The advertisements from vulnerable Democrats offer a window into the party’s strategy to try to keep control of the House in November at a moment when Republicans and their allies are substantially outspending Democrats and their backers.
Two years after arriving in Washington on a message of hope and change, Democratic candidates are not extolling their party’s accomplishments, but rather distancing themselves from their party’s agenda.
The midterm elections may revolve around a series of big issues, particularly with control of Congress at stake. But a look at the advertising themes and images being employed by Democrats shows all the ways they are trying to personalize their contests and avoid being defined as ideological partners of President Obama’s or as part of the Washington establishment.
In the last six weeks, Republicans have outspent Democrats $20 million to $13 million in television advertising, according to an analysis by The New York Times of 56 of the nation’s most competitive House and Senate races. The Republican advantage includes $9 million in spending from outside groups, compared with $3 million from left-leaning interests.
The disparity in spending, particularly from third-party groups, is the central reason Mr. Obama has agreed to step up his fund-raising efforts for the party in the coming weeks, aides said, and why Speaker Nancy Pelosi is asking leading donors to dig deeper.
The images of Mr. Obama and Ms. Pelosi appear with more frequency than those of any other political figures — but nearly always in Republican advertisements. They have been mentioned so many times that in their advertising some Democrats have started calling out their Republican rivals, including Representative Roy Blunt of Missouri, who is running for the Senate.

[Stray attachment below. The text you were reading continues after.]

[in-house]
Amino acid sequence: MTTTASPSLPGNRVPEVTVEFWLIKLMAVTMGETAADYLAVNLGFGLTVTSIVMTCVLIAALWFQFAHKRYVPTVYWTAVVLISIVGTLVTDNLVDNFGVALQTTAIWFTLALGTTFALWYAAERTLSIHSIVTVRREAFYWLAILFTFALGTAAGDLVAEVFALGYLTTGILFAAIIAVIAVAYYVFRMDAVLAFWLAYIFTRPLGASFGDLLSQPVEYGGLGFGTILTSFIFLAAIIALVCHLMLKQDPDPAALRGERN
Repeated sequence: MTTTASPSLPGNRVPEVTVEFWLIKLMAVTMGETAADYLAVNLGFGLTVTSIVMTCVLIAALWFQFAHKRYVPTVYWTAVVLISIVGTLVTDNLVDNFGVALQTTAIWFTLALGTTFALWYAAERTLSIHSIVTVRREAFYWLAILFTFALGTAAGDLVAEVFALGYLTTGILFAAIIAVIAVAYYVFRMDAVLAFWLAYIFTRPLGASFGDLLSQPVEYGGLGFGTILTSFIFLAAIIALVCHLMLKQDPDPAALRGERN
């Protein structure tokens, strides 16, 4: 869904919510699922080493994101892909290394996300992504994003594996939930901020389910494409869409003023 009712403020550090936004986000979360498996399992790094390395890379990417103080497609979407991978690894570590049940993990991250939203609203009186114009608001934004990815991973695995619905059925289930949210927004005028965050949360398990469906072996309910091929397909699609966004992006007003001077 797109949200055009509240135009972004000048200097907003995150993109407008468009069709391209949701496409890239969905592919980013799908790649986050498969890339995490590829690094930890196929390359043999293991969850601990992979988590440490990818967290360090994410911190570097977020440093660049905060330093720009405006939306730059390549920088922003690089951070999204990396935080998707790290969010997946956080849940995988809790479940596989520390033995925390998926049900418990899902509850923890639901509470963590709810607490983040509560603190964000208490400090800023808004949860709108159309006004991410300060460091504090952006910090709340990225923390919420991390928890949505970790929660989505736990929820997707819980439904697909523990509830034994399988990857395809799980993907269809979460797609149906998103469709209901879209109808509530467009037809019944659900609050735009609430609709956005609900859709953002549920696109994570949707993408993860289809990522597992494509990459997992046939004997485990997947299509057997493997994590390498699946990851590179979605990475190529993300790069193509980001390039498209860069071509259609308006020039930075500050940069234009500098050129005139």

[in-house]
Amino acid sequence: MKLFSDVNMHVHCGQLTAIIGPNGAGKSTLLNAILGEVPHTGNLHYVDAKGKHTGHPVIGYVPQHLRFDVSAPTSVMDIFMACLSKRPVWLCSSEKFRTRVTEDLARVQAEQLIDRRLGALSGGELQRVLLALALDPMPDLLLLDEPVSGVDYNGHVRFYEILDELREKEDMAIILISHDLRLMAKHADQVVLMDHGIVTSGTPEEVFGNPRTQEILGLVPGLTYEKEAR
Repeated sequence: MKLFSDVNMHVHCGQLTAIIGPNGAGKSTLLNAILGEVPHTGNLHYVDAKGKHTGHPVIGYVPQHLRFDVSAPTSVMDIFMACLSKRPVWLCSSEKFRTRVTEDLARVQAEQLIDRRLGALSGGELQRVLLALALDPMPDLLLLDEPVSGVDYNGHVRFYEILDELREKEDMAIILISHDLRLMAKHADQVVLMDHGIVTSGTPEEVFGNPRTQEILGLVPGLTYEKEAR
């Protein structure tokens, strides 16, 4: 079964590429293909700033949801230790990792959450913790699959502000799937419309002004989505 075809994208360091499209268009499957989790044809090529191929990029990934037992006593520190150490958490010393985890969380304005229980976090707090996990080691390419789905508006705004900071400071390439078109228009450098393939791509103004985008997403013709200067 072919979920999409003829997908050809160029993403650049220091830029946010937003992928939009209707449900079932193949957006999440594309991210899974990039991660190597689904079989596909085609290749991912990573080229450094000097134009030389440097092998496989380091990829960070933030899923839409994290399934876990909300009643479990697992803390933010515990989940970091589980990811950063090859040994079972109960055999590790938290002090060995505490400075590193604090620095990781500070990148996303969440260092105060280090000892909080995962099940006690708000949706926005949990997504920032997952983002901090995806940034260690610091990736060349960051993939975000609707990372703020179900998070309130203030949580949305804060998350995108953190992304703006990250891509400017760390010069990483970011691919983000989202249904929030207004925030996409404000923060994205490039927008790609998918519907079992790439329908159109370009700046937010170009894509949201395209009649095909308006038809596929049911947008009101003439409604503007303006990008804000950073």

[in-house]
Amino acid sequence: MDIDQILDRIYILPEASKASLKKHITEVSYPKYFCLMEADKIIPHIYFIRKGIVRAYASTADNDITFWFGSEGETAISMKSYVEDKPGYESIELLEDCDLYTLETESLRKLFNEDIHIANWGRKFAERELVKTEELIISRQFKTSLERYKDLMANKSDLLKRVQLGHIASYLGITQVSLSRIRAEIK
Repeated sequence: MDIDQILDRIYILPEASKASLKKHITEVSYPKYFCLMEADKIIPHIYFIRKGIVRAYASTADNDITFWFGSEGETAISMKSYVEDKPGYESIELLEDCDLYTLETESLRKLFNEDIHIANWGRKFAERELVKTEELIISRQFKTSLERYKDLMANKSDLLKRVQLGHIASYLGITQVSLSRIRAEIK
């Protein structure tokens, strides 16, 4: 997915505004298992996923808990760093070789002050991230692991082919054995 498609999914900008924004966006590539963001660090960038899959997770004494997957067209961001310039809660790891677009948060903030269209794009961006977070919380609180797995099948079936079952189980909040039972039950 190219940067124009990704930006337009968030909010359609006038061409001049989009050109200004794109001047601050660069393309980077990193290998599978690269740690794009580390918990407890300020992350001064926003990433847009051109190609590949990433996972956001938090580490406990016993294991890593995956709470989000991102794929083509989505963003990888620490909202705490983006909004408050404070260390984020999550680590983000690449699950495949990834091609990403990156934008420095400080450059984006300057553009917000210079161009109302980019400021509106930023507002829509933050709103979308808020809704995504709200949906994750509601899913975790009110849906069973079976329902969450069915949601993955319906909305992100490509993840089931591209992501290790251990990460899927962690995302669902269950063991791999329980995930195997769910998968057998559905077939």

“Congressman Roy Blunt seems to think he’s running for the Senate against Barack Obama and Nancy Pelosi,” says Robin Carnahan, the Democratic candidate, standing in the middle of a cow lot on her farm. “Hey Roy, you’re running against me!”
For all the evolutions in technology, with voters able to gather information instantly about candidates from an ever-widening array of sources, television advertising remains the most central ingredient of political races. Many candidates say they are buying more spots than in previous election cycles, hoping to break through to viewers who often tune out the first few times they come across a commercial.
The voices of politicians, along with soothing-sounding narrators talking about the economic stimulus, federal spending and bank bailouts, resonate from television sets throughout the morning, afternoon and evening.
In the last six weeks alone, Republicans broadcast 45,100 commercials and Democrats broadcast 38,400 in the competitive races included in the Times analysis of advertising data collected by the independent Campaign Media Analysis Group.
“The political response to a fragmented media world is to talk louder and longer,” said Evan L. Tracey, president of the group, which monitors political advertising. “This will be the most negative election we’ve probably ever seen, because everyone is trying to tap into voters on an emotional level and no one is looking to entertain right now.”